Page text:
The Internal Revenue Service has arrested William P. Gale, leader of the politically extremist Posse Comitatus, and six associates on charges that they made death threats to IRS agents in Nevada.
Gale, 69, was arrested last Thursday at his rural home in Mariposa County in California, IRS officials said Wednesday, and later was taken to Las Vegas, where he awaits arraignment. The arrest was not announced immediately because officers did not want to give warning to other members of the group who remained at large.
"Everyone went peacefully," said Richard Pocker, assistant U.S. attorney in Las Vegas. "There's been some raving and ranting by relatives, but no retributions so far."
Pocker said the charges stem from a series of incidents over the last two years in which various agents in Nevada received documents called "constructive notices" from a spinoff of the Posse Comitatus known as the Committee of the States. The notices allegedly warned that the agents would receive a "maximum sentence" if they did not desist from tax-collecting efforts.
The Committee of the States first appeared in 1984, according to the investigators, and has goals similar to the older Posse Comitatus. The name Posse Comitatus means "power of the county," and members of the group believe that they have the right to organize local governments without regard to state or federal laws, in particular those requiring individuals to pay income taxes. Posse leaders have also preached a brand of anti-Semitism and claimed that white Anglo-Saxons are the true Hebrews.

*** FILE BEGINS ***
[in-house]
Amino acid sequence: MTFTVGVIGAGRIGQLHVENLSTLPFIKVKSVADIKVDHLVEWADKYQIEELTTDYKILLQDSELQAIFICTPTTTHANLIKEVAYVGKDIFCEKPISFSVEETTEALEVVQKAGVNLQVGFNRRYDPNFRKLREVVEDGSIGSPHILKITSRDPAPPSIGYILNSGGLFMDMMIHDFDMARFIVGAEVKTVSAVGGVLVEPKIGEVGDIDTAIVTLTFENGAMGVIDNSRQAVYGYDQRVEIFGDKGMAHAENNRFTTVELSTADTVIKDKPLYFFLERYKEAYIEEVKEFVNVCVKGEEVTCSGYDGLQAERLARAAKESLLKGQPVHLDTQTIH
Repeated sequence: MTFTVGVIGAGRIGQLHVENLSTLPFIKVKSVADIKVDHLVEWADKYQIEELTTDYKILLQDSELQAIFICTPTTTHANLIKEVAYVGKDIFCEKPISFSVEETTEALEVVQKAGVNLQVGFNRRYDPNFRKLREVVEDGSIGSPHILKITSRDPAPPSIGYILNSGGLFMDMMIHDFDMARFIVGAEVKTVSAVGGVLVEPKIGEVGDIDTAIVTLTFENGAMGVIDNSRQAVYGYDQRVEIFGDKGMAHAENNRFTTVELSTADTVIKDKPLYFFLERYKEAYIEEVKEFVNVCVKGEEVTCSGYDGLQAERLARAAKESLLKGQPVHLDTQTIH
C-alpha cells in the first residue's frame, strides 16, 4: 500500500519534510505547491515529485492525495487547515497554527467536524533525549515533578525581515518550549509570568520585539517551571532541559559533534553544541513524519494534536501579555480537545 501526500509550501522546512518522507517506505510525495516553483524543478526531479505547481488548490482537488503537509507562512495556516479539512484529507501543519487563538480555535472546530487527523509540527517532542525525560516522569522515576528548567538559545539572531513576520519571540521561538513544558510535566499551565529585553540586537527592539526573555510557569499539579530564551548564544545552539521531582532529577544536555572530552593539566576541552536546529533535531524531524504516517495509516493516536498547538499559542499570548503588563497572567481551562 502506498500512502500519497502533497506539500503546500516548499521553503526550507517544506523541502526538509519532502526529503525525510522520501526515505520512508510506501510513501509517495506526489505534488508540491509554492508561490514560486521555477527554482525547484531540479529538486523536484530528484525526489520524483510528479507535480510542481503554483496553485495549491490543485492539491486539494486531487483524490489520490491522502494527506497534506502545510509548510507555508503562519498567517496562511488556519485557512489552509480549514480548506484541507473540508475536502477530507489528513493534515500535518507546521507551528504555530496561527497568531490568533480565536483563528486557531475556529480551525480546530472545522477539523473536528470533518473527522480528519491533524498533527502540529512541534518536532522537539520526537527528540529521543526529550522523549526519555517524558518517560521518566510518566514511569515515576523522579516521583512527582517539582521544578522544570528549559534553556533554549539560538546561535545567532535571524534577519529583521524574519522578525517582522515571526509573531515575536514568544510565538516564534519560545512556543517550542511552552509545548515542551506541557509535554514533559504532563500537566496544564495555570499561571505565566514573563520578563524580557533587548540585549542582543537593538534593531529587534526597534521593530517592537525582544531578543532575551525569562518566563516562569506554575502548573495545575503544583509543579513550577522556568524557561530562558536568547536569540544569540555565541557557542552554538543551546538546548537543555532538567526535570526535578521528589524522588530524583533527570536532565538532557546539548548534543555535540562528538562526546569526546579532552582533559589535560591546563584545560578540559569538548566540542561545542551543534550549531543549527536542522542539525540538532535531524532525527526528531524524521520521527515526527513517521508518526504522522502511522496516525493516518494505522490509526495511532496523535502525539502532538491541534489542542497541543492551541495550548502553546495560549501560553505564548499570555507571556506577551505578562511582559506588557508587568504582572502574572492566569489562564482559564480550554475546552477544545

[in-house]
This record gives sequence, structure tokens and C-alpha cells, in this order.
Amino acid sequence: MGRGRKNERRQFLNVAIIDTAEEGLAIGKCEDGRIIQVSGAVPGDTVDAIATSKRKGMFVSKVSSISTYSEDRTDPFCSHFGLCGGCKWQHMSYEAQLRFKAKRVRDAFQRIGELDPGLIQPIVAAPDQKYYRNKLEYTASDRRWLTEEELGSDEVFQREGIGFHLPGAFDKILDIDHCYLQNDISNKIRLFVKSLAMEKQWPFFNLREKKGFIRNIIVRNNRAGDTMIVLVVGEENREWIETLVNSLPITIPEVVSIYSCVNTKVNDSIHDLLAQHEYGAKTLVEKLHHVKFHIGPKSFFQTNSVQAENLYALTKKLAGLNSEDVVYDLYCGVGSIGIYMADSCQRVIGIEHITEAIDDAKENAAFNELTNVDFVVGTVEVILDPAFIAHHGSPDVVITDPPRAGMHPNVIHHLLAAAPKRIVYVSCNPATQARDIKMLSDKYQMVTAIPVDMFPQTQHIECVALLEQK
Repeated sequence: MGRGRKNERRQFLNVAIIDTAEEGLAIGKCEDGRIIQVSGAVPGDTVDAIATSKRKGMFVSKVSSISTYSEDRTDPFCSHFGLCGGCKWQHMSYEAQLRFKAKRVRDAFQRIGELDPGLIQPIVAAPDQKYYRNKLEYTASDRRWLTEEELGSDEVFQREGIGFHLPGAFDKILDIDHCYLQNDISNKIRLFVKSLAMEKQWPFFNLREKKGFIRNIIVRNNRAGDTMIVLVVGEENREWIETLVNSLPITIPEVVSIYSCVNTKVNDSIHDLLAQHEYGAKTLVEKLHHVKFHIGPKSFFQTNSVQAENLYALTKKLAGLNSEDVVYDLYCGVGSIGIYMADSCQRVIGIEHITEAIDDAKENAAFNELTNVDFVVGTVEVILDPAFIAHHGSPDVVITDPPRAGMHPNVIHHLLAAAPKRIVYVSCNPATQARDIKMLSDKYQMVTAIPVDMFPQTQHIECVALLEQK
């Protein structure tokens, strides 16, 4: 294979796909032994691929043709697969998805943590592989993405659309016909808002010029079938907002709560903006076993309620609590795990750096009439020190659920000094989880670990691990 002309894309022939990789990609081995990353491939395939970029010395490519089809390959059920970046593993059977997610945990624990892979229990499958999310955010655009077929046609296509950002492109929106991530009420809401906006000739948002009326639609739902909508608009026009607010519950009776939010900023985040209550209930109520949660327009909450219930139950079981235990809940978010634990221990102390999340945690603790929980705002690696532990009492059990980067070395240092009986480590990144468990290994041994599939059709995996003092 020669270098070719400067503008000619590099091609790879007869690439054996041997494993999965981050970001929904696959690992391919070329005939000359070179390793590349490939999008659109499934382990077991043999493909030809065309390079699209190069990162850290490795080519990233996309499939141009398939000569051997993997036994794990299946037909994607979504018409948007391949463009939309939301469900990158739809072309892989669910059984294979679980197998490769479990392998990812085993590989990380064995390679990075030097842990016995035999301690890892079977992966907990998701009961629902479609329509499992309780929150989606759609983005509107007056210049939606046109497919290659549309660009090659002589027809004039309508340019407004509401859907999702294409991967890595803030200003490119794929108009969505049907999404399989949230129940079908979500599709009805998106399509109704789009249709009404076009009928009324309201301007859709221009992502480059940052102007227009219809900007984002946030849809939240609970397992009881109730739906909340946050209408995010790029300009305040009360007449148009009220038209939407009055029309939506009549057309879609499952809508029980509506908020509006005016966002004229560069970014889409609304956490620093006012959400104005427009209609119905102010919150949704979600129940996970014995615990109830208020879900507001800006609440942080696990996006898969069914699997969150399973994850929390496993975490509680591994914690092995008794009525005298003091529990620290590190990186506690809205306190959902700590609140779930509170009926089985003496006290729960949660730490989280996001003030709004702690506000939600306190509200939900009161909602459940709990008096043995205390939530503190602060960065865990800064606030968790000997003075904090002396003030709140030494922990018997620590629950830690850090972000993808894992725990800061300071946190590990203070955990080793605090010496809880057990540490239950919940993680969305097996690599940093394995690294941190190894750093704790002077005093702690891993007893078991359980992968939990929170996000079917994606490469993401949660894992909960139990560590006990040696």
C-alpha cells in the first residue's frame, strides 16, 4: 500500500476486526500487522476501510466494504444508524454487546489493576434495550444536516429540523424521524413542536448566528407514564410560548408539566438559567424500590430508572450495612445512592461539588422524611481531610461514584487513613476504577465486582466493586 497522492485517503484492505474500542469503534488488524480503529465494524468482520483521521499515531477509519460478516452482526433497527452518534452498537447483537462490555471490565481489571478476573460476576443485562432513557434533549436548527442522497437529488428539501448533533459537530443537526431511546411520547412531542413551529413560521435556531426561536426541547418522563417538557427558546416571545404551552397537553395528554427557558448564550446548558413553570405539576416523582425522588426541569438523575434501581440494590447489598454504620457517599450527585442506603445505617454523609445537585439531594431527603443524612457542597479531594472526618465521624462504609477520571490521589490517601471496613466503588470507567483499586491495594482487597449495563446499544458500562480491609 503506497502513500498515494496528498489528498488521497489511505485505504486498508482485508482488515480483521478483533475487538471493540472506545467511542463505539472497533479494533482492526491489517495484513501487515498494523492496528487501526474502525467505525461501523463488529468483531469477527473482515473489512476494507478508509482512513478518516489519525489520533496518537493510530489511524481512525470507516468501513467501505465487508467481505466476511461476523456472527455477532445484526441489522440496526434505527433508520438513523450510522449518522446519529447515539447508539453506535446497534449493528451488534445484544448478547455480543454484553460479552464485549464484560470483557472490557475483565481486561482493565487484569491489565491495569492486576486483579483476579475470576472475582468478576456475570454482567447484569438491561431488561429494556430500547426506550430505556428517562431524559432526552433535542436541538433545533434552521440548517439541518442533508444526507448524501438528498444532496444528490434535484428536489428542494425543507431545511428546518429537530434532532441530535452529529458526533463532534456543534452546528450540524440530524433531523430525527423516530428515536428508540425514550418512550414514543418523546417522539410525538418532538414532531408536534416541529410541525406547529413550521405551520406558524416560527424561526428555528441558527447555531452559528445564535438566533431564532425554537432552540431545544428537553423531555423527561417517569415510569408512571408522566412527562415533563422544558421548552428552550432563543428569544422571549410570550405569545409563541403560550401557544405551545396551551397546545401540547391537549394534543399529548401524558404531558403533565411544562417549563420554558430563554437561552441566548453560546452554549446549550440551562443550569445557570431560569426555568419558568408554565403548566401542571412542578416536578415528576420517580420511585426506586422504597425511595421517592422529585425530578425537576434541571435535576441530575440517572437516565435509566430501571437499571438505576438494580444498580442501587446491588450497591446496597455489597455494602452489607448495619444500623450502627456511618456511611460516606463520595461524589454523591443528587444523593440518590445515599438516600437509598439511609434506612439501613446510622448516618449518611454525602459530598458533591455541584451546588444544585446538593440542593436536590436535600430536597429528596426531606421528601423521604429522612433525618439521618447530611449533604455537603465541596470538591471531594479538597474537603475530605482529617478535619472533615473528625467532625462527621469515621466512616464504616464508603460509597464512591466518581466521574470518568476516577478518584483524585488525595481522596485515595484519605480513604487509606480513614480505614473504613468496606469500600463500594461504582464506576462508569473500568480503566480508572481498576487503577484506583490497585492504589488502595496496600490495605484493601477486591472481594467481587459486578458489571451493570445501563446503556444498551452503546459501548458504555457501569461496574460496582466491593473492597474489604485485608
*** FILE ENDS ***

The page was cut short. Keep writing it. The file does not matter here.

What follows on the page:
Since the early 1970s, the zeal of the group has led to a number of violent confrontations with police agencies. In 1983, one posse leader, Gordon Kahl, was killed in a gun battle with police in Arkansas after he defied attempts by authorities to seize his property for back taxes.
Gale, who likes to be called "reverend," won notoriety in 1983 when a series of his sermons were broadcast by a small radio station in Kansas. The sermons were part of what Gale called the "National Identity Broadcast" and consisted largely of racial attacks against Jews and other minority groups.
Although long recognized as a leader of the Posse Comitatus in California, Gale was never arrested until last Thursday, IRS officers said.
IRS officials said the Nevada death threats were directed largely at agents involved in efforts to collect taxes from members of the group. A Nevada state court judge also received one of the threats.
Arrested with Gale were Angelo Stefanelli, Michael McCray, Gary Dolfin and Susan Kieffer, all of Nevada; Richard Van Hazel, Arizona, and Fortunato Parrino, Mariposa, Calif.